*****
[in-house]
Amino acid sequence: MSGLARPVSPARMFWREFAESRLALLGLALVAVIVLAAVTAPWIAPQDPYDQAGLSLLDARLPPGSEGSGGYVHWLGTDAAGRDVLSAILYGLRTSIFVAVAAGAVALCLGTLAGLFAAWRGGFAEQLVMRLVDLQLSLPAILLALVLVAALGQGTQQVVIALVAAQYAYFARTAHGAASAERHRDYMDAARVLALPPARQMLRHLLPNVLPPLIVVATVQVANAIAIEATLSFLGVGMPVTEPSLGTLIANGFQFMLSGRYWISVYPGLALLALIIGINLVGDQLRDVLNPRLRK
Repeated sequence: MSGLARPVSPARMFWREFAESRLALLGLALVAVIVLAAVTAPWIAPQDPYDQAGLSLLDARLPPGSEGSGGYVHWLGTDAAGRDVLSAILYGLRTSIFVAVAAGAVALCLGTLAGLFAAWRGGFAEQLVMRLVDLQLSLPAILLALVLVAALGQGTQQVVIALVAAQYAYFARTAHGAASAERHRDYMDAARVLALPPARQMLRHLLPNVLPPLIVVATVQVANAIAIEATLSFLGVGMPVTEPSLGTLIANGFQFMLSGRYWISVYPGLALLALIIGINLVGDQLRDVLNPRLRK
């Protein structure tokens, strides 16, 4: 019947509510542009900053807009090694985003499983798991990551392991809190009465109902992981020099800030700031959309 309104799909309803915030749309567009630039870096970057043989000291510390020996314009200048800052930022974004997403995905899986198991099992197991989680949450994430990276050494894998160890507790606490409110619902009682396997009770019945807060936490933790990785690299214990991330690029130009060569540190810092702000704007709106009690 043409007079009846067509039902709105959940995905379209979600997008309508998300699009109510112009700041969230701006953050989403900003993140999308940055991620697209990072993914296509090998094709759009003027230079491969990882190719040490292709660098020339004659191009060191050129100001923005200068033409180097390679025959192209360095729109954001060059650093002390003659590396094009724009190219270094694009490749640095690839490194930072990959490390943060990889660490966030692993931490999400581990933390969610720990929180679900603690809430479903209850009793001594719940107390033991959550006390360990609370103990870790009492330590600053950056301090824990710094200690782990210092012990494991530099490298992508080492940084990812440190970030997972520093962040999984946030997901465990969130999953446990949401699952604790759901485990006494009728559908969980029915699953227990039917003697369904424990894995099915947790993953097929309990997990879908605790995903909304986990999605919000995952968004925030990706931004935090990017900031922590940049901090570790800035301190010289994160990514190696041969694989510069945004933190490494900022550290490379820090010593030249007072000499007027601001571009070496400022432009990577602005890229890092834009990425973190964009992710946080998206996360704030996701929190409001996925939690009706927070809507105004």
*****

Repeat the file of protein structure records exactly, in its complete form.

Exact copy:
[in-house]
Amino acid sequence: MSGLARPVSPARMFWREFAESRLALLGLALVAVIVLAAVTAPWIAPQDPYDQAGLSLLDARLPPGSEGSGGYVHWLGTDAAGRDVLSAILYGLRTSIFVAVAAGAVALCLGTLAGLFAAWRGGFAEQLVMRLVDLQLSLPAILLALVLVAALGQGTQQVVIALVAAQYAYFARTAHGAASAERHRDYMDAARVLALPPARQMLRHLLPNVLPPLIVVATVQVANAIAIEATLSFLGVGMPVTEPSLGTLIANGFQFMLSGRYWISVYPGLALLALIIGINLVGDQLRDVLNPRLRK
Repeated sequence: MSGLARPVSPARMFWREFAESRLALLGLALVAVIVLAAVTAPWIAPQDPYDQAGLSLLDARLPPGSEGSGGYVHWLGTDAAGRDVLSAILYGLRTSIFVAVAAGAVALCLGTLAGLFAAWRGGFAEQLVMRLVDLQLSLPAILLALVLVAALGQGTQQVVIALVAAQYAYFARTAHGAASAERHRDYMDAARVLALPPARQMLRHLLPNVLPPLIVVATVQVANAIAIEATLSFLGVGMPVTEPSLGTLIANGFQFMLSGRYWISVYPGLALLALIIGINLVGDQLRDVLNPRLRK
């Protein structure tokens, strides 16, 4: 019947509510542009900053807009090694985003499983798991990551392991809190009465109902992981020099800030700031959309 309104799909309803915030749309567009630039870096970057043989000291510390020996314009200048800052930022974004997403995905899986198991099992197991989680949450994430990276050494894998160890507790606490409110619902009682396997009770019945807060936490933790990785690299214990991330690029130009060569540190810092702000704007709106009690 043409007079009846067509039902709105959940995905379209979600997008309508998300699009109510112009700041969230701006953050989403900003993140999308940055991620697209990072993914296509090998094709759009003027230079491969990882190719040490292709660098020339004659191009060191050129100001923005200068033409180097390679025959192209360095729109954001060059650093002390003659590396094009724009190219270094694009490749640095690839490194930072990959490390943060990889660490966030692993931490999400581990933390969610720990929180679900603690809430479903209850009793001594719940107390033991959550006390360990609370103990870790009492330590600053950056301090824990710094200690782990210092012990494991530099490298992508080492940084990812440190970030997972520093962040999984946030997901465990969130999953446990949401699952604790759901485990006494009728559908969980029915699953227990039917003697369904424990894995099915947790993953097929309990997990879908605790995903909304986990999605919000995952968004925030990706931004935090990017900031922590940049901090570790800035301190010289994160990514190696041969694989510069945004933190490494900022550290490379820090010593030249007072000499007027601001571009070496400022432009990577602005890229890092834009990425973190964009992710946080998206996360704030996701929190409001996925939690009706927070809507105004």